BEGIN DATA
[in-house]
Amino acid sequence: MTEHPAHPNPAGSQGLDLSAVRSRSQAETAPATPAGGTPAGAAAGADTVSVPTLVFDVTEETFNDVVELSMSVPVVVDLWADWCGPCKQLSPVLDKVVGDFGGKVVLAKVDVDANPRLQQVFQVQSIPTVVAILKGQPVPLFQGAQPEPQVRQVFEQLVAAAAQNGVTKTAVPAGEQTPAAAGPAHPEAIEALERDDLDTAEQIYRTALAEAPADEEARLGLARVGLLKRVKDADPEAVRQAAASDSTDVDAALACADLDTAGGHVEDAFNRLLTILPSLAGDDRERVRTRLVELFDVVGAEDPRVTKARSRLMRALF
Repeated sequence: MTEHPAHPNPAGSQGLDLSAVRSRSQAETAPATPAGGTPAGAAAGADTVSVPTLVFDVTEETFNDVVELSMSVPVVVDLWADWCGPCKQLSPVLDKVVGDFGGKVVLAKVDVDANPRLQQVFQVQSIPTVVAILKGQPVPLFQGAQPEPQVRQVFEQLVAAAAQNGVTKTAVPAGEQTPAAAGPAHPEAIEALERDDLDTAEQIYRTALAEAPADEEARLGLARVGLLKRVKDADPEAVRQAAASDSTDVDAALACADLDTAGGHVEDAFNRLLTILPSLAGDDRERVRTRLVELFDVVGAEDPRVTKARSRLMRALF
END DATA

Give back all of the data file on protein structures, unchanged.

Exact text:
[in-house]
Amino acid sequence: MTEHPAHPNPAGSQGLDLSAVRSRSQAETAPATPAGGTPAGAAAGADTVSVPTLVFDVTEETFNDVVELSMSVPVVVDLWADWCGPCKQLSPVLDKVVGDFGGKVVLAKVDVDANPRLQQVFQVQSIPTVVAILKGQPVPLFQGAQPEPQVRQVFEQLVAAAAQNGVTKTAVPAGEQTPAAAGPAHPEAIEALERDDLDTAEQIYRTALAEAPADEEARLGLARVGLLKRVKDADPEAVRQAAASDSTDVDAALACADLDTAGGHVEDAFNRLLTILPSLAGDDRERVRTRLVELFDVVGAEDPRVTKARSRLMRALF
Repeated sequence: MTEHPAHPNPAGSQGLDLSAVRSRSQAETAPATPAGGTPAGAAAGADTVSVPTLVFDVTEETFNDVVELSMSVPVVVDLWADWCGPCKQLSPVLDKVVGDFGGKVVLAKVDVDANPRLQQVFQVQSIPTVVAILKGQPVPLFQGAQPEPQVRQVFEQLVAAAAQNGVTKTAVPAGEQTPAAAGPAHPEAIEALERDDLDTAEQIYRTALAEAPADEEARLGLARVGLLKRVKDADPEAVRQAAASDSTDVDAALACADLDTAGGHVEDAFNRLLTILPSLAGDDRERVRTRLVELFDVVGAEDPRVTKARSRLMRALF